JOHN WHELAN: Irish exports are getting close to crisis situation

The clearest indicator yet of what Brexit could mean to the Irish export sector was seen in the CSO’s recent trade figures.

Exports to the UK plummeted by 23% in September, pulling down the cumulative to-date merchandise exports by 5%.

Trade with the North was most heavily impacted with exports down by 40% in the month. As this is happening without a border restriction, trepidation over the introduction of any border, hard or soft, as a consequence of Brexit is justified.

Of course, the fall in the value of sterling is the immediate challenge for Irish exporters, but the ultimate long-term implications of Brexit will only be evident once the differing trade relationships between the UK, Europe and the rest of the world have been established.

This is likely to take a number of years, creating major challenges for our export sector long term. Exports to the rest of Europe continued to show no growth in the period to September, creating worries that the European Central Bank’s efforts to stimulate the eurozone was not working, despite ECB president Mario Draghi emptying his tool box.

The rise of isolationist anti-free trade, anti-establishment political parties in the run-up to the French, German, Dutch and Austrian elections will not help business or consumer confidence over the coming months and into 2017.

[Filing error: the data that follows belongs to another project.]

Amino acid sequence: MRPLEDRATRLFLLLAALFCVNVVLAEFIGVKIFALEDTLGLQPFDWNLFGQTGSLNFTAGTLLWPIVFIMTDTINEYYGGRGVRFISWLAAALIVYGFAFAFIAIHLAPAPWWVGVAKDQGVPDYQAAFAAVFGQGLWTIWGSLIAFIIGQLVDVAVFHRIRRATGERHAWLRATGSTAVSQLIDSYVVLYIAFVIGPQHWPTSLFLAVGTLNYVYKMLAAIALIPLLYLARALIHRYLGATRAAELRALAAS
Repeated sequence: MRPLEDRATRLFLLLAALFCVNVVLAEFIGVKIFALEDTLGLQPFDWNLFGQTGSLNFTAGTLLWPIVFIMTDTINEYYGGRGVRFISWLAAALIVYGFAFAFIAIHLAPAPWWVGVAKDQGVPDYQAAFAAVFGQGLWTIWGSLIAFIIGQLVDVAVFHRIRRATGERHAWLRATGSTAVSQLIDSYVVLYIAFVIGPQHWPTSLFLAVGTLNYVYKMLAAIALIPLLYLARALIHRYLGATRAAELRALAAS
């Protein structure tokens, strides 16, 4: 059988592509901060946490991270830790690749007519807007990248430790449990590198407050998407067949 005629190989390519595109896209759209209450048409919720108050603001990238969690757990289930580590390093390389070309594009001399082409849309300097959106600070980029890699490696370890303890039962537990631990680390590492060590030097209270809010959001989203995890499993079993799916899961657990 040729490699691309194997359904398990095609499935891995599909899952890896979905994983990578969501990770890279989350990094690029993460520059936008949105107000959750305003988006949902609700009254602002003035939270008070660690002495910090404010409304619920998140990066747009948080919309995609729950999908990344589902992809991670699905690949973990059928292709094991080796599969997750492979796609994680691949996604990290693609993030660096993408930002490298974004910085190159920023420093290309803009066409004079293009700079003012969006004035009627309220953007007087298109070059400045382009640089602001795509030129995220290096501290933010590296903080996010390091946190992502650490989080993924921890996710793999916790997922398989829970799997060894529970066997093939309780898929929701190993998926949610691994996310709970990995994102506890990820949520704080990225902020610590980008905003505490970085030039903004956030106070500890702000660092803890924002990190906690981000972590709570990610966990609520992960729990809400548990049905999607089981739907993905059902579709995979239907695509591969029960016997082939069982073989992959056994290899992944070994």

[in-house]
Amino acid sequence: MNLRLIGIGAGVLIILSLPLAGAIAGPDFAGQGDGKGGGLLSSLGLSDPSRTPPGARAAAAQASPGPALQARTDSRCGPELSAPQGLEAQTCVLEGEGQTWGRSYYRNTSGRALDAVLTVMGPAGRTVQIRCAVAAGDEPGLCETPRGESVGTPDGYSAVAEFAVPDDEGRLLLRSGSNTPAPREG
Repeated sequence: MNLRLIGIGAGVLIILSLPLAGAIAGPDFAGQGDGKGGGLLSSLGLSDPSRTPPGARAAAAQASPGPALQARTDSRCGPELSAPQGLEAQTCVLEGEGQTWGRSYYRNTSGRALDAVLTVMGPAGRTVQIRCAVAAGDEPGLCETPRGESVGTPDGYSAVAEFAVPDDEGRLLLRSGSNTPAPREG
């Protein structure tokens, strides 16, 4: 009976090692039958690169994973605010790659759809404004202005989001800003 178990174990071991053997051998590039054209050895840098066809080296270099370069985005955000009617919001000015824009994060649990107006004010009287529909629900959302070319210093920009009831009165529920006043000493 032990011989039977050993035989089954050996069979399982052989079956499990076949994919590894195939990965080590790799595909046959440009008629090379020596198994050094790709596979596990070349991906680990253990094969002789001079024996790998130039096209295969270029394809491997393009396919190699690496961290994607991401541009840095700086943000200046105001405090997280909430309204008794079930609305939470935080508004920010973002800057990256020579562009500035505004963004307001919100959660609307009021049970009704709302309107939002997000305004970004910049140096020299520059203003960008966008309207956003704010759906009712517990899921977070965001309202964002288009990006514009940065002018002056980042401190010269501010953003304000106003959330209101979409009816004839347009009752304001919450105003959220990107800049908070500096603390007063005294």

In addition, a downgrading of growth forecasts in the euro area has been released by the ECB due to the Brexit vote. As about one third of all Ireland’s exports go to the eurozone, the implications are very worrying for all those businesses trying to re-position themselves away from the UK into the wider EU market.

The US market has been the main reason Ireland’s exports have remained in positive territory up to September. However, the outlook for export growth has weakened significantly in the weeks since the US presidential election. The World Trade Organisation downgraded its forecasts for trade growth in 2016 from 2.8% to 1.7%.

If realised, this would mark a 40% reduction in world trade growth and could create a crisis situation for our exports.

At the same time, foreign direct investment flows have not returned to pre-crisis levels according to the World Trade Organisation director general Roberto Azevêdo and are unlikely to do so under a Donald Trump-led US government. Trade and investment have been the key ingredients of Irish economic growth and prosperity for many decades.

The disruption of both for the foreseeable future will be of particular concern to Ireland’s policymakers as well as exporters. In addition, all of this is taking place amid a rise in anti-globalisation discourse in many countries and communities. And trade is often singled out as a major cause of instability in labour markets. I would firmly dispute this point.

However, the biggest concern is not that such arguments are being made, but that they encourage isolationist policies prevalent in past centuries, which have been proven over time to be detrimental to long-term job growth and prosperity. Many countries are looking afresh at their trade policies and so must Ireland.


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